Ellen: Much essentially Western has arrived in Poland…materially and politically. Desirable and undesirable. In the latter category, Jehovah’s Witnesses are on the loose. Twice I’ve been pounced on by women in pairs. Regrettably, protestations that I don’t speak Polish have produced responses in English, along with English Watchtowers.
Happily, though, PETA hasn’t made it here. I was thinking about that yesterday while riding the train to Gdansk. It was a frosty morning with snow flurries. Women in my compartment and waiting in stations were sporting enough plush, gorgeous fur for an Arctic herd. Mink, seal, otter, others I couldn’t identify. They looked warmly luxurious and elegant.
The sight of their lovely coats, jackets, hats and shawls didn’t make me brood about mink farms or the clubbing of baby seals. It just made me downright envious…and conscious of my own rather scruffy Romanian leather coat. I contented myself by reflecting that furs are best left to the tall and slender, anyway. People my size, swaddled in fur, generally don’t look elegant…more like they should be on all fours. I admired the fashion spectacle, though, and hope Heather Mills & Co. continue to give Poland a wide berth. (Oh, wait – I understand Heather is no longer top billing for PETA. Guess even they have some standards.) It’s doubtful they’d make much of a dent with their agenda here, not only concerning fur and leather. Vegetarians in meat-loving Eastern Europe still tend to be considered pathetic or eccentric. Rigidly uncompromising tourists are directed to a vegan chain churning out dishes which must be as tasteless as their names on the menu. I pass Gdynia’s outlet regularly. It’s full of shiny chrome, reflecting no one.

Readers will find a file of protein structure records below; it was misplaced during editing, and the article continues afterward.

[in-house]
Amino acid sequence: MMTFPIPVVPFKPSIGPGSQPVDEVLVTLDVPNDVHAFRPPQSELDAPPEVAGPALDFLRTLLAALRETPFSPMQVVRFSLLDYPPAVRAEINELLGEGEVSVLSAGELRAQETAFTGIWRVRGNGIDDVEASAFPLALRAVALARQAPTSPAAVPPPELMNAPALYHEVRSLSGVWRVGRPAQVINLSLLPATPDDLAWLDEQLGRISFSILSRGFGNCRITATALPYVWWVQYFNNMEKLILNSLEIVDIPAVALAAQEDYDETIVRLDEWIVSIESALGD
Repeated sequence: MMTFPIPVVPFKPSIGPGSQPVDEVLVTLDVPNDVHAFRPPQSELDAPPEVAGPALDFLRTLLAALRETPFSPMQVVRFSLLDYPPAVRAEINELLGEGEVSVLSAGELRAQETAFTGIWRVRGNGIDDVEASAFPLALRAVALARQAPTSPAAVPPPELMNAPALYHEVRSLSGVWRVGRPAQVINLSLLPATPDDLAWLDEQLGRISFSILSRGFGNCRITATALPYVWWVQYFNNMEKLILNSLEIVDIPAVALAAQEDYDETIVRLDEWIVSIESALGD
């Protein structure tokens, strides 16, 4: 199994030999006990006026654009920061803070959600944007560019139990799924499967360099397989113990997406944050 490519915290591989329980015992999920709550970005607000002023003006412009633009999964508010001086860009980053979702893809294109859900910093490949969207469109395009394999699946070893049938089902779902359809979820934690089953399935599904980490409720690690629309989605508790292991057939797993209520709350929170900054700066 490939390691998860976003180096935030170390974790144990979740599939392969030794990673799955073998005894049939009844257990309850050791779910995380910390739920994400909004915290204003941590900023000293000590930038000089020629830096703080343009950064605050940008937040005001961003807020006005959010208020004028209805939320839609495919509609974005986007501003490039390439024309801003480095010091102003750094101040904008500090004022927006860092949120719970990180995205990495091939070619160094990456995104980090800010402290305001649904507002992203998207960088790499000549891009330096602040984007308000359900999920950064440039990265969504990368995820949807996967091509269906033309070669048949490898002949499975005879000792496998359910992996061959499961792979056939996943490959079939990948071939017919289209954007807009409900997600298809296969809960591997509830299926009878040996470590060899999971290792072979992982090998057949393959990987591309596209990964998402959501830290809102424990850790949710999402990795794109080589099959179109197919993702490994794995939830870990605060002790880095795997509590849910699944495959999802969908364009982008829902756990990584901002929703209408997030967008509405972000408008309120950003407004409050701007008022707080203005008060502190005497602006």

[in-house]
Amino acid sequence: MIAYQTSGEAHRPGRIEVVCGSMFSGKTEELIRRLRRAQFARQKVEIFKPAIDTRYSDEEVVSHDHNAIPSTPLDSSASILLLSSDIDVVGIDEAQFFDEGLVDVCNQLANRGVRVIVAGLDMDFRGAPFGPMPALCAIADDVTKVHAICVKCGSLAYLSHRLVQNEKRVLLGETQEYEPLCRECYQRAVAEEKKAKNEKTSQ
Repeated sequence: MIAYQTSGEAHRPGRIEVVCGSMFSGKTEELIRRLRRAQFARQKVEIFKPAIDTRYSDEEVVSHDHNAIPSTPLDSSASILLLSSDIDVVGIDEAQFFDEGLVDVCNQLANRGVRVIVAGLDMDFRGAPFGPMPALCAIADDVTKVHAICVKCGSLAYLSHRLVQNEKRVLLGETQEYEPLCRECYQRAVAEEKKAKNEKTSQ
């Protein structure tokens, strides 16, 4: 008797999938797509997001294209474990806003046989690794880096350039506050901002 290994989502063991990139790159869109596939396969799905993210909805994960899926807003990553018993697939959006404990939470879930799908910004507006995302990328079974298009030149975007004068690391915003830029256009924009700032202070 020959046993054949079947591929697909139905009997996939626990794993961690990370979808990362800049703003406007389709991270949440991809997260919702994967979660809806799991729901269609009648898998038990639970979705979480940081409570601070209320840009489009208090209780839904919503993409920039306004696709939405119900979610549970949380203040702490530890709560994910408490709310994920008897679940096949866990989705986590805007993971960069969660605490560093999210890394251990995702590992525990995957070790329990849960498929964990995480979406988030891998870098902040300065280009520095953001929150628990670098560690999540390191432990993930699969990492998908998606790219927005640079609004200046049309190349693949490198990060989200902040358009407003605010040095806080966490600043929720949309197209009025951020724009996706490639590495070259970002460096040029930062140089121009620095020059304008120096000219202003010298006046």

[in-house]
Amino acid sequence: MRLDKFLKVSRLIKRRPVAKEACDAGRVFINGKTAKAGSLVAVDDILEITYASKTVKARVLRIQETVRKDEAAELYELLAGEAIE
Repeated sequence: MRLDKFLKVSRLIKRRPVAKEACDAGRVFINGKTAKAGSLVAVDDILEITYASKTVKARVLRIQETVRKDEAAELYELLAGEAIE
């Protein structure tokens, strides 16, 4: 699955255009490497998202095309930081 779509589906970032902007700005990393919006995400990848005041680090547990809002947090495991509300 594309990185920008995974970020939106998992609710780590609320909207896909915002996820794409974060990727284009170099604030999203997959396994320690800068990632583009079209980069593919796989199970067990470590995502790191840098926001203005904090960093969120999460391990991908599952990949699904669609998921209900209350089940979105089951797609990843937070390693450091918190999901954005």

While I’ve boasted to Ruth about how I manage to easily blend in here until I open my mouth – quite a change from Israel, where everything about me seemed to scream “Foreigner!” – if I were younger, I’d be conspicuous for my stature. Lack of stature, that is. I’m continually amazed by the number of very tall young men and women here and had to laugh when a British girl on the Ex-Pats in Poland forum, contemplating moving here, noted that she was 5’9…would she have trouble finding clothing? If she’s 5’9 and 300 pounds, it could be a problem. Otherwise, she’s sure to be easily accommodated. 5’9. I have a 13-year-old student who would look down on her! No predicting what this kid’s ultimate height will be, but I admire her perfect posture and graceful gait, all the more remembering the stoop-shouldered, embarrassed tall girls of my junior high years. The boys, especially those still plagued by unrealized growth spurts and squeaky voices, were merciless to them.
I was considered “tall” in my class at age 11. That was when I reached my final height. As it stands now, the only student shorter than me is the 6 year old. Give him another six years and I’m sure that will change.
(Copyright 2007 by Ellen Dlott)
Sorry to hear the Witnesses have descended on Gdynia too, there are extremely annoying. I usually adopt the tactic of saying “Sorry, I don’t speak English” in English, which confuses them just long enough for me to make my escape.
Oddly enough I’ve recently been commenting on how generally short Poles are. I think it’s a geographical phenomenon. The further south you go in Poland, the shorter people are. Perhaps the entire country is cunningly tilted in some way that I don’t understand.
Anyway, nice to stumble across another English-language blog about life in Poland (even if it is only 50 percent). I will watch with interest.